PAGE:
41. London facilities : LOO
When I was growing up in Ireland, a "bathroom" was a room that had a bath and no toilet. The separate room with the commode was called "the toilet" or sometimes the W.C. (the water closet). Apparently the term closet was used because in the 1800s when homeowners started installing toilets indoors they often displaced clothes in a "closet", as a closet was the right size to take the commode. It has been suggested that the British term "loo" comes from Waterloo (water-closet ... water-loo), but no one seems to know for sure.

43. Key work? : ANTHEM
Francis Scott Key wrote the lyrics of "The Star-Spangled Banner" as a poem, inspired by witnessing the bombarding by the British of the American forces at Fort McHenry during the Battle of Baltimore in September 1814. The words were then set to the tune of a popular British drinking song penned by John Stafford Smith called "The Anacreontic Song", with the Anacreontic Society being a men's club in London.

45. It may be found on a drum : TONER
The key features of a laser printer (or copier) are that it uses plain paper and produces quality text at high speed. Laser printers work by projecting a laser image of the printed page onto a rotating drum that is coated with photoconductors (material that becomes conductive when exposed to light). The areas of the drum exposed to the laser carry a different charge than the unexposed areas. Dry ink (called toner) sticks to the unexposed areas due to electrostatic charge. The toner is then transferred to paper by contact and is fused into the paper by the application of heat. So, that explains why paper coming out of a laser printer is warm, and sometimes powdery ...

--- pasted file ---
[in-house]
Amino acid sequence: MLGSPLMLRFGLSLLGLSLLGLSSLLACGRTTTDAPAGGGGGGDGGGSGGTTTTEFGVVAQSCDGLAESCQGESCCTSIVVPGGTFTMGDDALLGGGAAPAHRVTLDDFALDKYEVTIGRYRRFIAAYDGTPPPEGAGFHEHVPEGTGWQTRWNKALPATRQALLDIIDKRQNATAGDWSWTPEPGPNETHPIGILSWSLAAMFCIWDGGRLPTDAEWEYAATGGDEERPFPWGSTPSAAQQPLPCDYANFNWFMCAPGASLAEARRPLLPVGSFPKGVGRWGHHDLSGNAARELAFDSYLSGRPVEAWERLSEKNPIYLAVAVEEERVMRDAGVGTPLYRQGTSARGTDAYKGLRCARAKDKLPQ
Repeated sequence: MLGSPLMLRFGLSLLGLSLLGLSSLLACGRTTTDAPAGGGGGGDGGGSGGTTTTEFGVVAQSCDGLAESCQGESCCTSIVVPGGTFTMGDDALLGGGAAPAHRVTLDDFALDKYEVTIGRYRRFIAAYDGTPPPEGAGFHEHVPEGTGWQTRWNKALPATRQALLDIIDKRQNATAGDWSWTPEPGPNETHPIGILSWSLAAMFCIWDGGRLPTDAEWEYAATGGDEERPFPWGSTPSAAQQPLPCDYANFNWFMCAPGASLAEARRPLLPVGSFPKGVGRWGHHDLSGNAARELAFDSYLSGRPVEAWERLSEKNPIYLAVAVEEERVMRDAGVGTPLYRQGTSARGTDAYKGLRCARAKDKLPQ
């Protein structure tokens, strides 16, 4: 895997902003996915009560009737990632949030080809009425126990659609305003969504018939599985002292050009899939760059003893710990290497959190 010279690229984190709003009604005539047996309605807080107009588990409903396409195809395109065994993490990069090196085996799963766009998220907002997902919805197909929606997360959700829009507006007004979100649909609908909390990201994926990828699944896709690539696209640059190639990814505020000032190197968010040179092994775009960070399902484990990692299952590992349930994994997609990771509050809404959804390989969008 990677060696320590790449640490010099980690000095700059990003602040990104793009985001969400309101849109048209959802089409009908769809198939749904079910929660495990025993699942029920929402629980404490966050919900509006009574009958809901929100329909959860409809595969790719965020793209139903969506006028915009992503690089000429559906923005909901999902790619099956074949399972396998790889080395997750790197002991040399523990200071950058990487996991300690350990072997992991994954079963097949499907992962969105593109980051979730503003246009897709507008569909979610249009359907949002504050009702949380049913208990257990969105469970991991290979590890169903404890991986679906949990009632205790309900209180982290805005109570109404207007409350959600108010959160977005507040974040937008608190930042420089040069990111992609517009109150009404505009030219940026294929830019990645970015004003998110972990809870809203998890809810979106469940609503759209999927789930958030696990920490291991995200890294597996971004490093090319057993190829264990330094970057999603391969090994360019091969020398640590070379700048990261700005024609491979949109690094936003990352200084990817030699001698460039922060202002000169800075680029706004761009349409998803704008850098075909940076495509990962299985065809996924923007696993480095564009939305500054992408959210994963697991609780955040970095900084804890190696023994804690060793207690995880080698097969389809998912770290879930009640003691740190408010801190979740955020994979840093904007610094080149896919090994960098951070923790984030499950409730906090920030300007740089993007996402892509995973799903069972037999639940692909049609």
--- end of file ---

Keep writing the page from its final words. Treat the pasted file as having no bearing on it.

47. ___ Chex : OAT
The original Chex cereal was introduced in 1937 by Ralston Purina. Ralston Purina had a logo with a checkerboard square on it, which gave the pattern to the cereal, as well as its name. Chex used characters from the "Peanuts" comic strip in its advertising for many years.

48. Signs of amor : BESOS
In Spanish, signs of love (amor) might be kisses (besos).

53. Carpentry item in a common simile : DOORNAIL
No one seems to be too certain of the exact origins of the simile “dead as a doornail”, but it has been around a long time. William Shakespeare used it in his play “King Henry VI, Part 2” in 1592:
Brave thee! ay, by the best blood that ever was
broached, and beard thee too. Look on me well: I
have eat no meat these five days; yet, come thou and
thy five men, and if I do not leave you all as dead
as a doornail, I pray God I may never eat grass more.

61. Bart's teacher : EDNA
In “the Simpsons” television show, Bart Simpson’s teacher is Edna Krabappel.

62. 1969 Cream hit ... or a hint to the seven "mathematical" clues in this puzzle : CROSSROADS
Eric Clapton arranged a version of the classic song called “Cross Road Blues” which Cream recorded as “Crossroads” in 1968. The “crossroads” in the original song is supposedly the intersection of US Route 61 and US Route 49 in Clarksdale, Mississippi where Delta Blues singer Robert Johnson “sold his soul to the devil” in exchange for mastering the blues.

65. Cold war flashpoint : KOREA
A demilitarized zone (DMZ) is usually a border between two countries where military activity is banned according to some treaty between interested parties. The most famous DMZ today has to be the buffer zone between North and South Korea. The Korean DMZ snakes right across the Korean peninsula near the 38th parallel. The center line of the DMZ is where the front was when the ceasefire came into effect in 1953 after the Korean War. According to the armistice signed, all troops had to move back 2,000 meters from the front line on both sides, creating the DMZ that is in place today. Paradoxically perhaps, the areas on either side of the DMZ form the most heavily militarized border in the world.

67. Hot corner Yank : A-ROD